Clinical Diagnosis of Dental Caries. Is it Caries?
With changing patterns of disease experience the diagnosis of caries, particularly in its early stages, continues to be difficult for clinicians. The aim of this chapter is to improve understanding of modern methods of caries diagnosis.
Practitioners will be familiar with modern methods of detecting dental caries and their relevance to contemporary dental practice.
The pattern of dental caries has changed in recent years, with smooth surface lesions becoming less common and new lesions more likely to develop in pits and fissures. It is arguably easier to diagnose early caries on smooth surfaces (with the exception of proximal surfaces) than in pits and fissures, particularly when occult occlusal caries is present. In this condition the tooth can appear sound when examined visually but on radiographic examination there is extensive caries affecting the dentine (Fig 1-1).
With all diagnostic tests there is potential for operator error. For example, four outcomes are possible when a diagnostic test is applied to detect caries. These are as follows:
This occurs when caries is present and the test correctly identifies this. A good diagnostic test will have a high percentage of true positive outcomes.
A false positive result occurs when a diagnostic test incorrectly identifies caries when caries is not present.
This outcome is the opposite of a true positive result. It occurs when the test correctly identifies an individual as caries free and they are, in fact, free of the condition.
If a patient has caries and the test incorrectly deems them to be caries free then the outcome is defined as false negative.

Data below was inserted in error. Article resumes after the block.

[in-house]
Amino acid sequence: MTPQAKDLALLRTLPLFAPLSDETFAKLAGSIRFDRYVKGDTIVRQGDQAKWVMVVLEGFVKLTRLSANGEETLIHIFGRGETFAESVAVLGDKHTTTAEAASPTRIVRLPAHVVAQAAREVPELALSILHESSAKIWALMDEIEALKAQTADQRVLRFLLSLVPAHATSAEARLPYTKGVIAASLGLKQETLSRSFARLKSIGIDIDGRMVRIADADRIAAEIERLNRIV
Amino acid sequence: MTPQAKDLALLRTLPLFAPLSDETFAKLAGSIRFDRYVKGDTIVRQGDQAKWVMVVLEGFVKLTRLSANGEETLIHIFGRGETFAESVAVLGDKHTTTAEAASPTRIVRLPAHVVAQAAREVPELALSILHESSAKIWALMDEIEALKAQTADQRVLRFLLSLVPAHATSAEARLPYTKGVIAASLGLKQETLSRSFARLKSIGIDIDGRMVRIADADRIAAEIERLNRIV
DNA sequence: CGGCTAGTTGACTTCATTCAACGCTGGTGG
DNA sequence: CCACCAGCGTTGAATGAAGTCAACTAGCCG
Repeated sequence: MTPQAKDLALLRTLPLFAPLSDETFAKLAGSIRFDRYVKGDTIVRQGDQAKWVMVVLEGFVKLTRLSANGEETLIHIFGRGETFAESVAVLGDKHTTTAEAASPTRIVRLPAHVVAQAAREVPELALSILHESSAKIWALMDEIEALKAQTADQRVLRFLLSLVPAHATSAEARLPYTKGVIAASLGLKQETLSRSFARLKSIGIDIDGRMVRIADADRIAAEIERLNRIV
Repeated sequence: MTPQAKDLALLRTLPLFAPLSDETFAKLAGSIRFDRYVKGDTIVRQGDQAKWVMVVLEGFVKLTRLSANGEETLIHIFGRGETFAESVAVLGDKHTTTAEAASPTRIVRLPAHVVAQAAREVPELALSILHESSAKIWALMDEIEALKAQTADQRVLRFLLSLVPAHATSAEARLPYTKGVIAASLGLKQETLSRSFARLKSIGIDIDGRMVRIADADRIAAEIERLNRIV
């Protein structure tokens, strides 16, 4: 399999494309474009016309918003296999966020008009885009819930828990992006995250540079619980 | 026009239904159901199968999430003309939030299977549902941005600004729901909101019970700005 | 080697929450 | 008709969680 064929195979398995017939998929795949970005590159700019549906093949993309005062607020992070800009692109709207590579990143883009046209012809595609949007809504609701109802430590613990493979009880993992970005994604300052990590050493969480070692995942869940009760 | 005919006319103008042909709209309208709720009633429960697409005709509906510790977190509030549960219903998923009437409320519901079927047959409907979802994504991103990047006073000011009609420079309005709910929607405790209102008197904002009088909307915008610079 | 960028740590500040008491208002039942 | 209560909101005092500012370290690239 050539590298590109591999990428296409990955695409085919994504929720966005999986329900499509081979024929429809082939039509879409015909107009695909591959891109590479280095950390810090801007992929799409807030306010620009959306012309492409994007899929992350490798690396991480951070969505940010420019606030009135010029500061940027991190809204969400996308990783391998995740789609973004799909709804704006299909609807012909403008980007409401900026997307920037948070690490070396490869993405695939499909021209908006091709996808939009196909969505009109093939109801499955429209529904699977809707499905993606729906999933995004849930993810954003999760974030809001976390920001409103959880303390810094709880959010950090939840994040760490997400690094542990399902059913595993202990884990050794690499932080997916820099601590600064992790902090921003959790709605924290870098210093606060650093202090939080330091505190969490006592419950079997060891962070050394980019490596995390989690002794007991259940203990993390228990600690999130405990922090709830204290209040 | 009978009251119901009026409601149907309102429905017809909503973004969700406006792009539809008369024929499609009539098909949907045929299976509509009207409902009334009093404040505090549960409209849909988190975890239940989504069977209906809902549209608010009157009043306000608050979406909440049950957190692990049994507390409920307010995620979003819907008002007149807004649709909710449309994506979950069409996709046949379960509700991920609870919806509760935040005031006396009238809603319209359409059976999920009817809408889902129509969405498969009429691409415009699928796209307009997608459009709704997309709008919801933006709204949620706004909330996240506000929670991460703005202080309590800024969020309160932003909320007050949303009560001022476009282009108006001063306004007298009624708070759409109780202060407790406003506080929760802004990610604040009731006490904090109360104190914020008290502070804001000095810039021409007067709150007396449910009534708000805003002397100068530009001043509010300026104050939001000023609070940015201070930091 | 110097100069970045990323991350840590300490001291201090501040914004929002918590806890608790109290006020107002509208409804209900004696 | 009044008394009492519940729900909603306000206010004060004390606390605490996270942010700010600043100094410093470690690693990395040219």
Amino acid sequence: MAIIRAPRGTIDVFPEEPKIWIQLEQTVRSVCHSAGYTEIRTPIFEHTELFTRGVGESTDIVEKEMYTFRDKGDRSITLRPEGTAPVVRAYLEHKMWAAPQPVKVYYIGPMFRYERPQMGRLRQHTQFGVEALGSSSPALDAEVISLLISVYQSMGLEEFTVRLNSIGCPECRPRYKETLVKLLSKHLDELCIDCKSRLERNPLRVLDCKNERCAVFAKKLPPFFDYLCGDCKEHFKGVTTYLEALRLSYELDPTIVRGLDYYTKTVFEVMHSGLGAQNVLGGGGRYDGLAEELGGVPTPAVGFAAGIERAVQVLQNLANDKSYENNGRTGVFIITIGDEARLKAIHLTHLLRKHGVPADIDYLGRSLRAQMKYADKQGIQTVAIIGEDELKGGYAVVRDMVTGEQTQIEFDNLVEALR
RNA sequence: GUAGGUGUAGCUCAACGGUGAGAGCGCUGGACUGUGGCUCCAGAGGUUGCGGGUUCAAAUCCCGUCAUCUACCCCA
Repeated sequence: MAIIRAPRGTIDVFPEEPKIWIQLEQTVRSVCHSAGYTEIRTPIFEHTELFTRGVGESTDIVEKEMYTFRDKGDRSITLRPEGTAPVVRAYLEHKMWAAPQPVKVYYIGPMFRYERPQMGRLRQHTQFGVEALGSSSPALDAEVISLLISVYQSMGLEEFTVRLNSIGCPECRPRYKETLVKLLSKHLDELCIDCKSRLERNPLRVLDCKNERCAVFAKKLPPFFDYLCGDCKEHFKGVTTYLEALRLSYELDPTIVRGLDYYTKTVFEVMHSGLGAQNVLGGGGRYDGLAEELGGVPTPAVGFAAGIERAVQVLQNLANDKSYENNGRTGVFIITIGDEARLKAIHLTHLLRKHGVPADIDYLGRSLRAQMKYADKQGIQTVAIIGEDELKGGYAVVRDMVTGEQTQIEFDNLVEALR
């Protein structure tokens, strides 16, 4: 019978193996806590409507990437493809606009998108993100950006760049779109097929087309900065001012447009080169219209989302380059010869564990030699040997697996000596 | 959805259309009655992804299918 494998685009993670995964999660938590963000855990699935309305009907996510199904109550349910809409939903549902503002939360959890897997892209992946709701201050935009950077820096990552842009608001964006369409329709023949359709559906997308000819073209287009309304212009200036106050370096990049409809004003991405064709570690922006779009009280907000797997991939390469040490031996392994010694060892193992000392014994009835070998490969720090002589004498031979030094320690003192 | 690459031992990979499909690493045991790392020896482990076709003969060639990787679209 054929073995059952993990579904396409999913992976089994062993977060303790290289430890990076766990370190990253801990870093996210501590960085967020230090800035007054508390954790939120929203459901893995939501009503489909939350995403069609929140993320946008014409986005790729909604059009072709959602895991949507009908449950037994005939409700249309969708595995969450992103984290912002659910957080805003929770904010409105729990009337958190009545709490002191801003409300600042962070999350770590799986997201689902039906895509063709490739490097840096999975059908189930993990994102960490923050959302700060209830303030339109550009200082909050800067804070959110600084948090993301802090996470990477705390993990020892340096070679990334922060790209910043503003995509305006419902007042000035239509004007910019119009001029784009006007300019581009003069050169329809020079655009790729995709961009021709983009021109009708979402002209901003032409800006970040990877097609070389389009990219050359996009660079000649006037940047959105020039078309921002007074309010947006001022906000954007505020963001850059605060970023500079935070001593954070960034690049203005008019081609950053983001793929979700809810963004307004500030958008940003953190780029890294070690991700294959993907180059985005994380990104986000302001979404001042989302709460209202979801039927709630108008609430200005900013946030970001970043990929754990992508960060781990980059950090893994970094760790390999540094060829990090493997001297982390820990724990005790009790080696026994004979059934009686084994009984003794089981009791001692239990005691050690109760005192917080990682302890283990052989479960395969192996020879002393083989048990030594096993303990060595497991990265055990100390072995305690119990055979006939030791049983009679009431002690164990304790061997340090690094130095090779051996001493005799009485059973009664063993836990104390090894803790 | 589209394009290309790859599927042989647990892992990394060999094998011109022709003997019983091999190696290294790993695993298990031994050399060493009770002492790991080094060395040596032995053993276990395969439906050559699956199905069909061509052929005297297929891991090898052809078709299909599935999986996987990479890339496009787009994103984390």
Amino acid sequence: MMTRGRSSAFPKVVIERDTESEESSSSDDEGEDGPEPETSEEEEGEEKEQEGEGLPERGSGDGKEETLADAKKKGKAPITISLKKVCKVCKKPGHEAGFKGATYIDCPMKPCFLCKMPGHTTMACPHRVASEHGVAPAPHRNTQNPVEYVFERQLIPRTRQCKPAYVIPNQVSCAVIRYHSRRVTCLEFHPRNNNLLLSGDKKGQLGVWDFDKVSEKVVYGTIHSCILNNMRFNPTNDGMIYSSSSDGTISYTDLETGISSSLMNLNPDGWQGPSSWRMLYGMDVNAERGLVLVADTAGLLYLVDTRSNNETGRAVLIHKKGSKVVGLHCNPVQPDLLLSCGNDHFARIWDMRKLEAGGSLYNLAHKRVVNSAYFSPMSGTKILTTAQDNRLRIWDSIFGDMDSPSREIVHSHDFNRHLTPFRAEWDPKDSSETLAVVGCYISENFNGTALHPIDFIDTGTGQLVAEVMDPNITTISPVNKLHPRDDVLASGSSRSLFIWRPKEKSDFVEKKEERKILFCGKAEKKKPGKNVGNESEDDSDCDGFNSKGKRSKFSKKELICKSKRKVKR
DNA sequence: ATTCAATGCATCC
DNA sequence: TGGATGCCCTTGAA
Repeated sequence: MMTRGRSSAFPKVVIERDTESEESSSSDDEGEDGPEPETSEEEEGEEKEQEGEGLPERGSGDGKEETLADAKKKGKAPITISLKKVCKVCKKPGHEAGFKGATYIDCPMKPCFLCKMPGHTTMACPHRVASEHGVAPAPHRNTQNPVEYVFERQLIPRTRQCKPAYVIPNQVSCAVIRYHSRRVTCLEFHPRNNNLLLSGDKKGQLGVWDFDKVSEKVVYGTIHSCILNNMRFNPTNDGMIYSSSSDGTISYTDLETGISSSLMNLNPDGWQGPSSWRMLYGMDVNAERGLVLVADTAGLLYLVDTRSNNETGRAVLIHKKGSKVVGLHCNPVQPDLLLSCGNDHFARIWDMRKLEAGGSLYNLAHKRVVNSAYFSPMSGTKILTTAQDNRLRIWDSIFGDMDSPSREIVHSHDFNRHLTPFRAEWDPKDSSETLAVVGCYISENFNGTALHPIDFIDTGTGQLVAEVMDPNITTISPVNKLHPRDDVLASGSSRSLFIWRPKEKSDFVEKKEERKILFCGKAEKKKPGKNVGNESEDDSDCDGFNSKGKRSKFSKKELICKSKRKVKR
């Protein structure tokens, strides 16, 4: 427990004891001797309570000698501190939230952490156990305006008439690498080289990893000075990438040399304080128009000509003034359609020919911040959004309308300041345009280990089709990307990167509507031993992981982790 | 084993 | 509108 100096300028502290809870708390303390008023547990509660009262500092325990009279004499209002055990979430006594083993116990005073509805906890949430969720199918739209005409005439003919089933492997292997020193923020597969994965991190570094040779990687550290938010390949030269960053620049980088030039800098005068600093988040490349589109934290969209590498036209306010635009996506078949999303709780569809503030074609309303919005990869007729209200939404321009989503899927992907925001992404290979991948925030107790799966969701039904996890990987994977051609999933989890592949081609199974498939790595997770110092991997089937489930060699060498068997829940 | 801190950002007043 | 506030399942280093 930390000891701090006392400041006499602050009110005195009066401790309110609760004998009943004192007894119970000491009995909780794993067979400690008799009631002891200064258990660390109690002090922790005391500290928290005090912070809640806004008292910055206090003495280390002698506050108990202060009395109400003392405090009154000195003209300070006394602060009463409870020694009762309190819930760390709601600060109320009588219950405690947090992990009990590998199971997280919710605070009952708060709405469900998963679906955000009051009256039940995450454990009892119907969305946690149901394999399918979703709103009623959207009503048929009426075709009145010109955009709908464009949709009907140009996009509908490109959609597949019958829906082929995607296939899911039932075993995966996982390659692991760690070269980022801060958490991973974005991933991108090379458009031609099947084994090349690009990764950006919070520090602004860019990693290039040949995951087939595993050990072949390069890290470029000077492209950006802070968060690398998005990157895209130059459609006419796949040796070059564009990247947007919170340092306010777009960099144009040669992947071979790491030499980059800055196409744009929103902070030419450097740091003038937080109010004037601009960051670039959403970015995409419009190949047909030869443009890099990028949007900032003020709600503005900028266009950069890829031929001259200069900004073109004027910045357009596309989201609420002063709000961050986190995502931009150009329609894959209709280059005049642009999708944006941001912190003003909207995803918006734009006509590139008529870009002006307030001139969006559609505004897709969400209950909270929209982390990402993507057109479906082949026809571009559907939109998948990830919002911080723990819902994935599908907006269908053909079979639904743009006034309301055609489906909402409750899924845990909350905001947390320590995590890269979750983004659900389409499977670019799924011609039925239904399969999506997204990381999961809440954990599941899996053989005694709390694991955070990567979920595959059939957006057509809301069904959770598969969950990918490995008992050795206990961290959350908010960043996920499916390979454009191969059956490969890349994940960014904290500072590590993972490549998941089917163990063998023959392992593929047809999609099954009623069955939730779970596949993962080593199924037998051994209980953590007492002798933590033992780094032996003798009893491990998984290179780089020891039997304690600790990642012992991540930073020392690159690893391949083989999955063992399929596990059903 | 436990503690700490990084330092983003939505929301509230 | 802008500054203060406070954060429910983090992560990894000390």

These four possible outcomes of a diagnostic test are summarised in Fig 1-2.
Sensitivity and specificity are both measures of how accurate a diagnostic test is in terms of its ability correctly to identify individuals as diseased and non-diseased. Sensitivity is defined as the proportion of true positives that are correctly identified. It is calculated as follows (true negative = a, false negative = b, false positive = c, true positive = d):
The numbers of true positives and false negatives are related numerically; hence the proportion of true positive results for a diagnostic test (sensitivity) is 1 minus the false negative rate.
Specificity is the proportion of correctly identified true negative results and this is 1 minus the false positive rate. It is calculated as follows:
A good diagnostic test would have both high specificity and high sensitivity, which means the number of times the test is likely to give an incorrect result is low. In practice, as the level of either sensitivity or specificity rises, the other falls, so a balance must be struck.
The sensitivity and specificity of diagnostic tests commonly used to detect dental caries are shown in Table 1-1.
Visual examination of a tooth is the most widely used method of diagnosing dental caries. This method is, however, incredibly inaccurate. The use of a probe, blunt or otherwise, is contraindicated as it is a poor test of the presence of caries and likely to cause cavitation of an early demineralised lesion. Probes should there/>